The Function and Types of Car Bumpers

A ‘bumper’ is a part of a car present in the front and rear ends to protect both the ends from receiving damage from a collision. According to safety regulations, a bumper is a compulsory part of an automobile today.

What are bumpers made of?
Bumpers are made of material that can withstand collision pressure. They are made of steel, aluminum, fiberglass composite, or a plastic. A bumper should also possess the ability to absorb the shock it suffers in collisions. For this, polypropylene or plastic honeycomb is also sometimes used. To offer protection, it is compulsory that the bumper and the metal part of the vehicle it is supposed to protect have a distance between them.

Types of bumpers
Bumpers differ according to the size and requirements of the vehicle. They are standard, deep drop, roll pan bumper, step bumper and tube bumper.

Deep drop bumper
This kind of bumper is chrome plated and is usually found only in older trucks. Deep drop bumpers have a heavy towing capacity and a low ball height. The height up to the bottom of the frame is usually 10 to 12 inches.

Roll pan bumper
Roll pan bumpers are usually found in compact vehicles. The hitches for towing are in the middle behind the bumper.

Step bumper
Step bumpers usually are a feature used in trucks, vans and SUVs. Step bumpers get its name from the fact that the small cutout in the center looks like a step. The bumper also has holes for hitch balls and lightweight trailers can be towed with this.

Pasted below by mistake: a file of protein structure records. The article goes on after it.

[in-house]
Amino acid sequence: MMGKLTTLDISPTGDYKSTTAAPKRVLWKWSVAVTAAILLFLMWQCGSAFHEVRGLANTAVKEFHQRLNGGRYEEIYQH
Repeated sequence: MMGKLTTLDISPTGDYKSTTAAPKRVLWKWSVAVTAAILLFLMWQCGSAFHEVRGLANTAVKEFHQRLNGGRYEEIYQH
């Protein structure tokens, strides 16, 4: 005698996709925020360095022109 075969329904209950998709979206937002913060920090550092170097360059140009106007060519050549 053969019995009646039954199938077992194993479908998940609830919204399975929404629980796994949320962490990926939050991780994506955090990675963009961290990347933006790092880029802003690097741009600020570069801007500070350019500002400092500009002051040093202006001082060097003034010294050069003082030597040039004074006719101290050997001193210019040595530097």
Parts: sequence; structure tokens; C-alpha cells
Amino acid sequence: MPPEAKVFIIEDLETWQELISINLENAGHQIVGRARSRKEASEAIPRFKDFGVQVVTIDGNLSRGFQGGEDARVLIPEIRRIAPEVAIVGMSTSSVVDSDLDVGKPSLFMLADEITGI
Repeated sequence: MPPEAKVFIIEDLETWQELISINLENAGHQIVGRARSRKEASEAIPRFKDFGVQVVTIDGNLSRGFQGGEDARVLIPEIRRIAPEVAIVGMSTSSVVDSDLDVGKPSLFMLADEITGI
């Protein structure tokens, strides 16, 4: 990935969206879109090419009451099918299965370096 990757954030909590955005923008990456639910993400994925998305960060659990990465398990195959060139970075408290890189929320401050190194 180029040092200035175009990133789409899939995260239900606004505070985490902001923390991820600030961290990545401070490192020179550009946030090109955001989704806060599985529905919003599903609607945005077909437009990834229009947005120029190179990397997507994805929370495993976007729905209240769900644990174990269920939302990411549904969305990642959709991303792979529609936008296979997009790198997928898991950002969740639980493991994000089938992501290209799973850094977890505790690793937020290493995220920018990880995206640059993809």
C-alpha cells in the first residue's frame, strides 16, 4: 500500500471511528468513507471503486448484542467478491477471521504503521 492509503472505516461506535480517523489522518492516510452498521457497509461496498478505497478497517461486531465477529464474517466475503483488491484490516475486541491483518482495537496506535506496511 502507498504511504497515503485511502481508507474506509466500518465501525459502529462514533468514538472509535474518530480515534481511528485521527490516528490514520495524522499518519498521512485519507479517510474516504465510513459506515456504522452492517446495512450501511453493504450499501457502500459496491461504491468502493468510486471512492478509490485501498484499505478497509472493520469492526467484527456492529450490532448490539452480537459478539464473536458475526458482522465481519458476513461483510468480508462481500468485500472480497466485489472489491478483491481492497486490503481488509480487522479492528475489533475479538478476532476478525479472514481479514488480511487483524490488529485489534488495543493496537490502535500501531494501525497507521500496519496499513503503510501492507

Tube bumper
This kind of bumper is typically used in jeeps.

Strength of bumpers – The Five miles per hour benchmark
‘Five miles per hour is a benchmark that is followed for the strength of the bumpers. It means that if a vehicle that has a bumper that comes under a ‘five miles per hour benchmark’ crashes at five miles per hour, then there would be no damage at all except for cosmetic damages. This is calculated in barrier tests. The five miles per hour benchmark does not however indicate that the bumper will protect the vehicle’s parts only if the car collides at or below five miles per hour. The strength of the bumper would apply upwards as well. For instance, even if it crashes at 15 mph, the effect would still apply and reduce repair costs.